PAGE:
# What is the difference between game theory and machine learning?

What is the difference between game theory and machine learning?

I had gone through the papers Deep Learning for Predicting Human Strategic Behavior, by Jason Hartford et al., and When Machine Learning Meets AI and Game Theory, by Anurag Agrawal et al., but I am not able to understand.

These are big areas, so here is a brief description of the differences:

Game theory is concerned with studying solutions for 'games', which are basically a set of decisions leading to certain outcomes. In game theory you look at strategies to achieve the best outcome for a given participant. One classic example (which isn't really a game in the traditional sense) is the Prisoner's Dilemma: you and your friend have been arrested, and if only one of you testifies against the other, that person gets a reduced sentence, and the other one a much longer one. If you both testify against each other, you both get a medium sentence, and if you both keep quiet, you both go free. You don't know what your partner in crime does, so do you a) testify, or b) keep quiet? If you keep quiet, you might go free if your partner also keeps quiet, but if he testifies, you are in it for a long time. So it's risky to keep quiet, even though you get the better outcome. If you testify you might avoid a longer sentence, but also will not go free. What is your best choice?

Game theory is often used in economics to model behaviour, as a rational agent would try to optimise gains.

Machine Learning, on the other hand, is a way of training a statistical classifier. You feed features into an algorithm, and the algorithm then gives you a certain output, depending on the data you have trained it with. This hasn't got anything to do with game theory per se, but I guess you could use machine learning to train an algorithm to choose moves in a game situation and then compare how that matches the optimal choices according to game theory.

As I said, this is a very brief comparison. For more details I suggest you follow the links to read up on those two fields.

UPDATE: Now that the papers are accessible — game theory is indeed used as a benchmark. In the first paper, the rational agent assumption from game theory is being modeled, but without a human expert telling the algorithm what that means. So you learn (using deep learning) what it means to be rational. In the second paper the authors attempt to learn a better algorithm than tit-for-tat, and indeed use game theory as a theoretical framework for comparison/evaluation.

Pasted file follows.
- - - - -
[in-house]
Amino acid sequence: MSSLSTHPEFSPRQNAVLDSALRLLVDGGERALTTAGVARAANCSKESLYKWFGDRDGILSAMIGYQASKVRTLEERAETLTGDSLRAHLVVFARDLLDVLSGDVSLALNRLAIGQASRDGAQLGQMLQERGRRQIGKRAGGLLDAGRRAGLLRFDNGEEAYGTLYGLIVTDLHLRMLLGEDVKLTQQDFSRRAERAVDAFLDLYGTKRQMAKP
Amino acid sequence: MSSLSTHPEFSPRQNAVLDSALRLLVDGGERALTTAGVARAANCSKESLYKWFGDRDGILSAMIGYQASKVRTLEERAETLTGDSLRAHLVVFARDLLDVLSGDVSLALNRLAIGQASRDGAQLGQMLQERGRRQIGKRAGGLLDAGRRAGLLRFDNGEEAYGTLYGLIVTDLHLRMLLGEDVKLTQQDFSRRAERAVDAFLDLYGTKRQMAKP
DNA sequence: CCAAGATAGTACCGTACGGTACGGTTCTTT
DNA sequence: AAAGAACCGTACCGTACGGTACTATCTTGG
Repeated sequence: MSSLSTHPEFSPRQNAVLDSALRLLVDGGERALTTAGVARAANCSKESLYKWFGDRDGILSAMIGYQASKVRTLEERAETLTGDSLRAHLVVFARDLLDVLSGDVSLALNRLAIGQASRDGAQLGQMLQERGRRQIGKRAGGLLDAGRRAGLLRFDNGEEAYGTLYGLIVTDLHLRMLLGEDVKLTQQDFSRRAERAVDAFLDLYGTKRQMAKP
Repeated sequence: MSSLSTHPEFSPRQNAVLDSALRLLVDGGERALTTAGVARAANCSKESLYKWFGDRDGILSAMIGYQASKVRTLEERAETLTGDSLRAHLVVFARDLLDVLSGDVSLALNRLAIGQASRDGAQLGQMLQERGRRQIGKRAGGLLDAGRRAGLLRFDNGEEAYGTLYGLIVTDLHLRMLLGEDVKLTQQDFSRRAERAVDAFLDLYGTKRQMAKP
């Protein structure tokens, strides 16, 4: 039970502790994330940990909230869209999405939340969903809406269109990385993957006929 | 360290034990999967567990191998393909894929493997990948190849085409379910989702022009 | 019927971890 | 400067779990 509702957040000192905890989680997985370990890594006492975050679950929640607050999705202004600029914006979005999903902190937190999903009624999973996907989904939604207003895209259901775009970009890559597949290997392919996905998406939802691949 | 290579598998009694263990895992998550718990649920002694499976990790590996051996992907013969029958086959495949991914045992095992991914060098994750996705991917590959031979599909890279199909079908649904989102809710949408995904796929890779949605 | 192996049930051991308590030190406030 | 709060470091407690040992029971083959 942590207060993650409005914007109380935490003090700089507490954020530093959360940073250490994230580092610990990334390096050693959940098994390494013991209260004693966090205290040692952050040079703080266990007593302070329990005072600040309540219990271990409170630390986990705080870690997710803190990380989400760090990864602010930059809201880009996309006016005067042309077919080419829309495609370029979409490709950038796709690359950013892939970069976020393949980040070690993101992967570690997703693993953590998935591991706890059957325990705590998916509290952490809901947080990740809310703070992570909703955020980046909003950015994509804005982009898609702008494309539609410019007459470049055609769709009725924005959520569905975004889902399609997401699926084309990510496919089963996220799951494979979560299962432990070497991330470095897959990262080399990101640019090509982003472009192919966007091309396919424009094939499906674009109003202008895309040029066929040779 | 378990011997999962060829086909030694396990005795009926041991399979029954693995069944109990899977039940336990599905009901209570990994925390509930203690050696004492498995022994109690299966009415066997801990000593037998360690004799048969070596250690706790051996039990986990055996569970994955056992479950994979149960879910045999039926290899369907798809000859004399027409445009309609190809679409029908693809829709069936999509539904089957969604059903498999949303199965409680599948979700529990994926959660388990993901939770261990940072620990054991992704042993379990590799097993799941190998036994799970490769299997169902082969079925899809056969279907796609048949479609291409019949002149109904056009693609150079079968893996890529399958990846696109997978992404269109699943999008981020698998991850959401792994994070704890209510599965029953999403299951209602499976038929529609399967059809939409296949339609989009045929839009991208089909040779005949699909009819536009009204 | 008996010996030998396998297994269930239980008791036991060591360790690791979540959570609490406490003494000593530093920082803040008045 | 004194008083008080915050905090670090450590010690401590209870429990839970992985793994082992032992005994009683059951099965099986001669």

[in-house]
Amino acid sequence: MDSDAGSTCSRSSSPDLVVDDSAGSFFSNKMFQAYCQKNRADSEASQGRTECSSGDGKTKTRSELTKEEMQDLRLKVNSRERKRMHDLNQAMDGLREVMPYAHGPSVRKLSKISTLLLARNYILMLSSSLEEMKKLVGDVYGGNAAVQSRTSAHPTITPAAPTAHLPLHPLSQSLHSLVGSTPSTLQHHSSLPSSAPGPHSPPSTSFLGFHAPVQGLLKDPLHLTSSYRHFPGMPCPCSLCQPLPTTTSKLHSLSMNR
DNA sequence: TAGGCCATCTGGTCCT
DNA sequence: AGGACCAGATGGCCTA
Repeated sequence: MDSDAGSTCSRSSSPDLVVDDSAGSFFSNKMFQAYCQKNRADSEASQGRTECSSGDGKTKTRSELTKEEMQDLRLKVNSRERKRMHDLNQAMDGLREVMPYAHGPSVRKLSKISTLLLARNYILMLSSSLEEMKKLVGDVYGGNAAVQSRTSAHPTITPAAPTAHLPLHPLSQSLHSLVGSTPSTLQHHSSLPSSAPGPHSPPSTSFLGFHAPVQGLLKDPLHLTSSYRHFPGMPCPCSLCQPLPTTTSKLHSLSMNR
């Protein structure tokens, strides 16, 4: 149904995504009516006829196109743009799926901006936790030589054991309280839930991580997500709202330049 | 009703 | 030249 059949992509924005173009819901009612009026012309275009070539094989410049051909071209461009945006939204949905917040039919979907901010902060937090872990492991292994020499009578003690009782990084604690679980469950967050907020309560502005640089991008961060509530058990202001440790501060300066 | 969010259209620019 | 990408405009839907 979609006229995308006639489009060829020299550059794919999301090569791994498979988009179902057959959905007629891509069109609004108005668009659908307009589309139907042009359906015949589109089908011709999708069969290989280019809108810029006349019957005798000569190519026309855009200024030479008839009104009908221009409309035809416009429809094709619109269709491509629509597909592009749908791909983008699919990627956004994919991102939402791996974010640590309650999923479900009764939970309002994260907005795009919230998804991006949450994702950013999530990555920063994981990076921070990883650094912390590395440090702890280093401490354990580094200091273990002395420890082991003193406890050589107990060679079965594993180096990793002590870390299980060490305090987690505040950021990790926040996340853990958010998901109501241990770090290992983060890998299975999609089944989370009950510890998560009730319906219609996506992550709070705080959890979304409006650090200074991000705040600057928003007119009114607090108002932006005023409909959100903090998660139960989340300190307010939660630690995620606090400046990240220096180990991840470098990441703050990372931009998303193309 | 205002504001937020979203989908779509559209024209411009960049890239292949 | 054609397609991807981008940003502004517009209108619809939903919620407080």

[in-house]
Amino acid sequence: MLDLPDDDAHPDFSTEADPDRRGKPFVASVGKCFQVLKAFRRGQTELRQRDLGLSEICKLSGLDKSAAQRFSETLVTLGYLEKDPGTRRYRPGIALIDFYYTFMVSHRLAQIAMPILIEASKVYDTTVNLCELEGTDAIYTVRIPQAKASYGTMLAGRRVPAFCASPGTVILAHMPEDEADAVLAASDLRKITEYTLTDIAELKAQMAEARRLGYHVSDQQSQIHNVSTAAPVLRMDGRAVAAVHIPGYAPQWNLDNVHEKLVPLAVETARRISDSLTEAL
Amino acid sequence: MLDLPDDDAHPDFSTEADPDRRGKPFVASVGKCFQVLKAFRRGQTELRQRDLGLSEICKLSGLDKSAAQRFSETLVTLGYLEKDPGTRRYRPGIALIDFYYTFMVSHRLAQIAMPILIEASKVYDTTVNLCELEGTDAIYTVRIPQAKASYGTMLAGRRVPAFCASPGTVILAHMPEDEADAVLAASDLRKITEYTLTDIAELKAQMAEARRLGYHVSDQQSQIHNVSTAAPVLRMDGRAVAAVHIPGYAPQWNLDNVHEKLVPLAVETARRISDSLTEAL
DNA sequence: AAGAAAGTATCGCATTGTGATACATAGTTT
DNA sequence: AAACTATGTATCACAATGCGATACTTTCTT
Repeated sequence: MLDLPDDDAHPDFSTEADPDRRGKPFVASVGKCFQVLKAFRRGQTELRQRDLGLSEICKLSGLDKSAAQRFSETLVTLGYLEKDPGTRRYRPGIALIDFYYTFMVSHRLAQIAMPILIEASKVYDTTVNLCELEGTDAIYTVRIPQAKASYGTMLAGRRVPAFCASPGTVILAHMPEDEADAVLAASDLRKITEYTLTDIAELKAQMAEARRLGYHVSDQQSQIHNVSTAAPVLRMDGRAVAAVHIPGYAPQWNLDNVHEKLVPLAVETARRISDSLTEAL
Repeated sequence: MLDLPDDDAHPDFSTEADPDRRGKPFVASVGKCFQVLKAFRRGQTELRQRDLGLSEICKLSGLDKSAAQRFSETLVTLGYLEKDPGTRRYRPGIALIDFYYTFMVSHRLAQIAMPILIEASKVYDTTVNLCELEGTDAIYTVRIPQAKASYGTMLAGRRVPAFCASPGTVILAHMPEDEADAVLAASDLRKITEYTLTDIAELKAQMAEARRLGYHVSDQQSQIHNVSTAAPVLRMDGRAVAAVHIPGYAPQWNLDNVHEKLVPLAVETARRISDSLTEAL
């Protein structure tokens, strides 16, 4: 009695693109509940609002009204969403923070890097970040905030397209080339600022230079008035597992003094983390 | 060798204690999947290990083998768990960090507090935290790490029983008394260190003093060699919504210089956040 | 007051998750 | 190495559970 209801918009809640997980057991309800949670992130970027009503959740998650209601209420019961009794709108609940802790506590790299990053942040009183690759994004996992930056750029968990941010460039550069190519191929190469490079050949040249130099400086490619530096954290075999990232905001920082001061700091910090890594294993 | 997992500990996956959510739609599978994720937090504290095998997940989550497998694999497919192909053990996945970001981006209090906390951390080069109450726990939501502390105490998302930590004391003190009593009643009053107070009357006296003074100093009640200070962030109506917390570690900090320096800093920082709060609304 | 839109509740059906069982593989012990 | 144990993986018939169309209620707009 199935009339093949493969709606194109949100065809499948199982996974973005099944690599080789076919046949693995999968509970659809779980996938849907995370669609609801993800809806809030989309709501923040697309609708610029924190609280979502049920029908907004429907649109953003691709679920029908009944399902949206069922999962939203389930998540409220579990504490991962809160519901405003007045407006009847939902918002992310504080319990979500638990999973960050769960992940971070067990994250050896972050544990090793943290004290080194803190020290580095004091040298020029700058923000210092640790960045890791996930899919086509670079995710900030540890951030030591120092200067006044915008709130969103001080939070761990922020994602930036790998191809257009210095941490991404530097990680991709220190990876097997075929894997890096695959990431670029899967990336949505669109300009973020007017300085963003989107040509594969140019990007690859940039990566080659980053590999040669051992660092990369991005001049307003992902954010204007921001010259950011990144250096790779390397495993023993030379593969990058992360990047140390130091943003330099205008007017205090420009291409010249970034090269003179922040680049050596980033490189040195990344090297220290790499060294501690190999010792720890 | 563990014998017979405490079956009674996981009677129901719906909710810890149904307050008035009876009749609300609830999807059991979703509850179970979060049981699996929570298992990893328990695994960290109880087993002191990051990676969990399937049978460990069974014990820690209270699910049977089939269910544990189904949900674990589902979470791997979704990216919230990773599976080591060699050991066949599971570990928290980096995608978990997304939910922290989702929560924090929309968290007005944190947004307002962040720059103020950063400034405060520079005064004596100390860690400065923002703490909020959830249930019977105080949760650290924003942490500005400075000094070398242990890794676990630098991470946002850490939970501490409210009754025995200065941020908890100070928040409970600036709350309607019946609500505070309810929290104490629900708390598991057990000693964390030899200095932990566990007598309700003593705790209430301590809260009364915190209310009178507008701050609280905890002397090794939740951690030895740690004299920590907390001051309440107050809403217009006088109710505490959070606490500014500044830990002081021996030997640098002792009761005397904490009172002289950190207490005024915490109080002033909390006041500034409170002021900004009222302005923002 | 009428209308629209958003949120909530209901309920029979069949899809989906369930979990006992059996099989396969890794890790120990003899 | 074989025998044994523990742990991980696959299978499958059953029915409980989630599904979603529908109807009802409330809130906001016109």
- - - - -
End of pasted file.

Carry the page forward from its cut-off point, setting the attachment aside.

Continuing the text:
The other answer gives the nice famous example of the sort of problem that game theory tackles and it partially describes what machine learning is.

However, it does not emphasize that this type of game theory problem, where you have two or more agents competing with each other, also appears in the context of machine learning. More concretely, machine learning can also be applied in the context of a multi-agent system, where you have multiple learning agents that compete with each other in an environment. Typical examples of these problems are two-player board games, like chess, go, or tic-tac-toe, which can be solved with machine learning, and, in particular, reinforcement learning (a specific type of machine learning): for instance, you can learn afterstate value functions to play tic-tac-toe.

There's a subarea of RL that tackles these problems with multiple agents, known as multi-agent reinforcement learning (MARL). One simple mathematical framework that generalises MDPs to multiple agents is the Markov games (aka stochastic games), which can be used to model games like rock-paper-scissors or tic-tac-toe. We could also model a multi-agent system as a single-agent system, where the other agents are incorporated into the environment. If you are interested in MARL, you could read, for example, the paper A comprehensive survey of multiagent reinforcement learning (2008) by Lucian Busoniu et al.

So, I think there are several connections between game theory and machine learning, and even other subareas of AI, such as game AI (e.g. the minimax algorithm is often taught in AI programs as an example of an adversarial search algorithm; read this to know more about the difference between search and learning) and evolutionary algorithms (in fact, there's also a related subfield of game theory known as evolutionary game theory).